Rape, Sex and the Srsearch of Evolutionary Psychology. (Book Reviews)

By Pigliucci, Massimo | Skeptic (Altadena, CA), Summer 2002 | Go to article overview

Rape, Sex and the Srsearch of Evolutionary Psychology. (Book Reviews)


Pigliucci, Massimo, Skeptic (Altadena, CA)


A review of A Natural History of Rape: Biological Bases of Sexual Coercion, by Randy Thornhill and Craig T. Palmer, MIT Press, Cambridge, MA, 2000

I HAVE VERY LITTLE PATIENCE WITH both evolutionary psychology and its detractors. Much of the ev-psych literature consists of grand explanatory schemes based on very little evidence, often little more than armchair biology. Attacks against evolutionary psychology range from vicious anti-intellectualism on one hand, to ideology cloaked as serious scientific criticism on the other. It seems to me much more reasonable to admit both that the idea of explaining (some aspects of) human behavior by Darwinian means is perfectly reasonable, and that to scientifically support such explanations is exceedingly difficult.

Evolutionary psychology--like its predecessor, sociobiology--has been controversial from the beginning. The two major criticisms must be kept distinct, and yet they often get muddled. First, there are those who reject "reductionism," or even scientific explanations of human behavior. The fact that one may or may not like the outcome of scientific research is entirely irrelevant to the quality of the science being done. Furthermore, to assume that a biological basis for a human behavior (and how could any behavior have nothing to do with biology?) implies that the behavior is natural (and therefore acceptable), is to commit the naturalistic fallacy--to go from what is to what ought to be.

The second criticism is that sociobiology and evolutionary psychology are not good science because they are based on "just-so stories" that are difficult, if not impossible, to falsify. As Richard Lewontin noted, probably correctly: "I must say that the best lesson our readers can learn is to give up the childish notion that everything that is interesting about nature can be understood...It might be interesting to know how cognition (whatever that is) arose and spread and changed, but we cannot know. Tough luck."

One annoying aspect of this criticism, however, is that some people seem to hate the sociobiological program and its ethical and social implications so much that they feel compelled to attack its foundations on grounds that they would never use with other scientific endeavors, including their own work as scientists. For example, Stephen Jay Gould disapproves of the tendency to "reify," i.e. to objectify, statistical entities in the research on human intelligence, while he uses exactly the same approach in his own research on evolutionary constraints in snails. It seems to me fair to ask for consistency: if you think a scientific practice is not entirely sound, you should either never follow it, or allow the same benefit of doubt you concede to yourself.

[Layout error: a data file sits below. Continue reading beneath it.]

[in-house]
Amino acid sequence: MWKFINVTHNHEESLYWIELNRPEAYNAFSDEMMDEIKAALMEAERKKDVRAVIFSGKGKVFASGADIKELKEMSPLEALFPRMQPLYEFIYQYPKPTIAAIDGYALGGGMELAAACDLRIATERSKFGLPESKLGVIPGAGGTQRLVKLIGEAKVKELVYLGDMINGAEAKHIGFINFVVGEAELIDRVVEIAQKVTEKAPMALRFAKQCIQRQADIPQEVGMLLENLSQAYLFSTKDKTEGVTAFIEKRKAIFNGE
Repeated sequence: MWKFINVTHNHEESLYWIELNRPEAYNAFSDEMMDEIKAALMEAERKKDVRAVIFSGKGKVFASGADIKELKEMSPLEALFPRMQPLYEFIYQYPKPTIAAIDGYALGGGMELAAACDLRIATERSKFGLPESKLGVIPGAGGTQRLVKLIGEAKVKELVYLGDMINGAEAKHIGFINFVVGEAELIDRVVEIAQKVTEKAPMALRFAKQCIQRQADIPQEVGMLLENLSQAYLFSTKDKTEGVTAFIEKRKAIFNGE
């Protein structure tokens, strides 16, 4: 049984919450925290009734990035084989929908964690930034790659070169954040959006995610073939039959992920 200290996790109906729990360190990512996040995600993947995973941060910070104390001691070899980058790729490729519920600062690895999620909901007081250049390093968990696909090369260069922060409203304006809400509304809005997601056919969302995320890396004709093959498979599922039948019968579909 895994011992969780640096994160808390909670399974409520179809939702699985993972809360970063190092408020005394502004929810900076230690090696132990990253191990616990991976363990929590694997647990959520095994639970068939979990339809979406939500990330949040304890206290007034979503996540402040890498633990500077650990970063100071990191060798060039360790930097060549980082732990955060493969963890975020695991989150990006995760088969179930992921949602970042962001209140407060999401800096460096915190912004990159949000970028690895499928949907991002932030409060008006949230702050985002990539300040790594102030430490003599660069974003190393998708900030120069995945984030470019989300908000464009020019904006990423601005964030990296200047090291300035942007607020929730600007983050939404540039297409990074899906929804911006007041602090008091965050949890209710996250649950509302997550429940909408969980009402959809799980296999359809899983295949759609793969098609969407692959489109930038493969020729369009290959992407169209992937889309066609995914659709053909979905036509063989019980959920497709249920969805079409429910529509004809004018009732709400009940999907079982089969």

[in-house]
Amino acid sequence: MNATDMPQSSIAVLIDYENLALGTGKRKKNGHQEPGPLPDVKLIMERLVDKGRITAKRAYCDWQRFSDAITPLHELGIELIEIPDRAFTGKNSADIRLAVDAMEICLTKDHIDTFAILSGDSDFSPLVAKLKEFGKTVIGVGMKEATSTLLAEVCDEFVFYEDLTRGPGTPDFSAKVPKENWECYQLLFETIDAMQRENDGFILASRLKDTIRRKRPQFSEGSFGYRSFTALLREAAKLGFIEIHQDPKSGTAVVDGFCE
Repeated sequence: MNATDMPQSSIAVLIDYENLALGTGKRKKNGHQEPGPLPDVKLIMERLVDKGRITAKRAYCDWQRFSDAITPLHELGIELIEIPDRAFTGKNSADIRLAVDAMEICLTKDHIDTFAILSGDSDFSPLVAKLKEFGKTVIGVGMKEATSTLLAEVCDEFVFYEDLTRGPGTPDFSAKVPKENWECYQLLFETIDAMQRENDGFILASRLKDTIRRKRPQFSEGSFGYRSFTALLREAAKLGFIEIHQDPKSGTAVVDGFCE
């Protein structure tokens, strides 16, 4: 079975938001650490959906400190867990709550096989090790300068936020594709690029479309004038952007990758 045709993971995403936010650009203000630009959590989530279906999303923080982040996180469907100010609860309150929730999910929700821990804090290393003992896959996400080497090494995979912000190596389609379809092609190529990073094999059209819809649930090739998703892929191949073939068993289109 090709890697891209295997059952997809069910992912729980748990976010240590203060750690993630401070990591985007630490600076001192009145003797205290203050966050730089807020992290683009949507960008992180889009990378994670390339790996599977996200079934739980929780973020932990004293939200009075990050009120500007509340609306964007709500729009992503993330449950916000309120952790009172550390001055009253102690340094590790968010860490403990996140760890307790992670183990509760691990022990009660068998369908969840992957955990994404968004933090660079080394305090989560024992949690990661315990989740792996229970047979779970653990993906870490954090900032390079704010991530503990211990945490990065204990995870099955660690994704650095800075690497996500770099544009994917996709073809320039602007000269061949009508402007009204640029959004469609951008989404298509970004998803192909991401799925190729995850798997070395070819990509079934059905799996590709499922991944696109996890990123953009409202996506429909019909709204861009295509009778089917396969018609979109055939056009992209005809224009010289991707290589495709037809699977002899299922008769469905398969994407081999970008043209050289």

The controversy surrounding the publication of Thornhill and Palmer's (henceforth, T&P) A Natural History of Rape provides a microcosm of this controversy, all the more heightened because of the emotional content intrinsic in any discussion of rape. The book is an example of an interesting trend in scientific publishing. Even though it is peer-reviewed, it is clearly not a technical book since it is written in a style geared to the general public and has a limited number of references to the primary literature. However, it is technically relevant in that it purports to present the synthesis of a large amount of scientific literature and to present novel ideas about a certain field of inquiry. I am not sure whether this kind of book is a blessing (because it democratizes access to cutting-edge ideas) or a curse (because authors can have a tremendous impact while side-stepping peer review), but this is a trend that is certainly making waves.

T&P's general argument is perfectly reasonable. They claim that rape is either an adaptation favored in evolutionary environments either by natural selection (Thornhill's emphasis), or a by-product of other biological characteristics of males, such as aggression and promiscuity (Palmer's preference). …

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